Posted by: Mike at August 17, 2006 03:23 PM

re credit cards @ gas stations.

in the UK we use a PIN number. its the same PIN number you would use at an ATM to withdraw cash - but at gas stations they have a little keypad device into which you enter your PIN number to confirm the payment.

Posted by: justin at August 19, 2006 05:10 AM

Those aren't barriers that the Israelis have set up. Those are aircraft parking bays - the remnants of Marjayoun Airfield, which was built when the French controlled Syria/Lebanon.

Posted by: Jon at September 1, 2006 03:22 AM

I was there in 1982 when Israel had to push the PLO out of southern Lebanon. I spent a few nights in the bomb shelter as the rockets landed on our kibbutz. The Israelis invaded pretty quickly that time, and the whole valley filled with the smoke of war, which lingered for a week. When Israel went in this time, I was expecting them to do some serious tail kicking. Instead they settled for less than their best. I hope this is not a sign of things to come for them. They cannot afford to lose a war, even on a limited scale. Thanks for writing and keeping us in touch. My heart is always with Israel.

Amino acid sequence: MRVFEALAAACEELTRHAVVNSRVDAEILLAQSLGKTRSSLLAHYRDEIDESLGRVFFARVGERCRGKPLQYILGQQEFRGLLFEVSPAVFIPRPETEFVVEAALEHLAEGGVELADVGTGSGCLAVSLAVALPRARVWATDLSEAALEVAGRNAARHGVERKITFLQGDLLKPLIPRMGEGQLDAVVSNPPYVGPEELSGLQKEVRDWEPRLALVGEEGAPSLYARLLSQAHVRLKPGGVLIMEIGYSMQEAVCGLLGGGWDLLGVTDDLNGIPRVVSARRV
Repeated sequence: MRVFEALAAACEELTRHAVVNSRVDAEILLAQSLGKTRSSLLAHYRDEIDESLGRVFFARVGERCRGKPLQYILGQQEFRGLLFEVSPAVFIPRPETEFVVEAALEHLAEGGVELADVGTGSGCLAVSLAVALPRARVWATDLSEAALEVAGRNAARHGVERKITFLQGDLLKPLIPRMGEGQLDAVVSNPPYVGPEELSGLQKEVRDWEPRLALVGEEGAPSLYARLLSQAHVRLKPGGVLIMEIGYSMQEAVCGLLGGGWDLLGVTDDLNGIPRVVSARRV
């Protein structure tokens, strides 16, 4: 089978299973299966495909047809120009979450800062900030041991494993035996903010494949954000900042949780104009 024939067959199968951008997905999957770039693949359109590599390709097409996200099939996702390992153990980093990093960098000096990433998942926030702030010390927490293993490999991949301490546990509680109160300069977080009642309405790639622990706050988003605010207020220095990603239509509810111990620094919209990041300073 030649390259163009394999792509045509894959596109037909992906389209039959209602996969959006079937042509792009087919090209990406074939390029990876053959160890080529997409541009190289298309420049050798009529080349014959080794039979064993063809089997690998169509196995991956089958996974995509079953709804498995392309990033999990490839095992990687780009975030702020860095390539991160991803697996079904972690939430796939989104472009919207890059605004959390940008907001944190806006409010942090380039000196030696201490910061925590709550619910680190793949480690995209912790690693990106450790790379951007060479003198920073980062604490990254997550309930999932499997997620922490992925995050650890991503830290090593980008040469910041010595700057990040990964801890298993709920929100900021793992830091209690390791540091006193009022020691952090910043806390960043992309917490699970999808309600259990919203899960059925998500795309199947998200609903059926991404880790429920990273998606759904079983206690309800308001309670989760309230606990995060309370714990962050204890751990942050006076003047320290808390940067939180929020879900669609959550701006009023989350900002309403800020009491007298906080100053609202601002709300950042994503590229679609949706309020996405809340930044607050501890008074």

Posted by: owlhoot at September 2, 2006 08:04 PM

The Israelis aren't fighting because of religion; they're fighting because of terrorism. The Israeli army left Lebanon in 2000. In those five years, about a thousand Israeli citizens a year, mainly civilians, were killed by terrorists. (These were throughout the country, not just by Hezbollah.)

This war started because Hezbolla terrorists crossed the border and killed and kidnapped Israeli soldiers. They also fired deadly rockets into civilian areas on the same day, and at least six people were wounded. Most news sources left the rockets out of the story.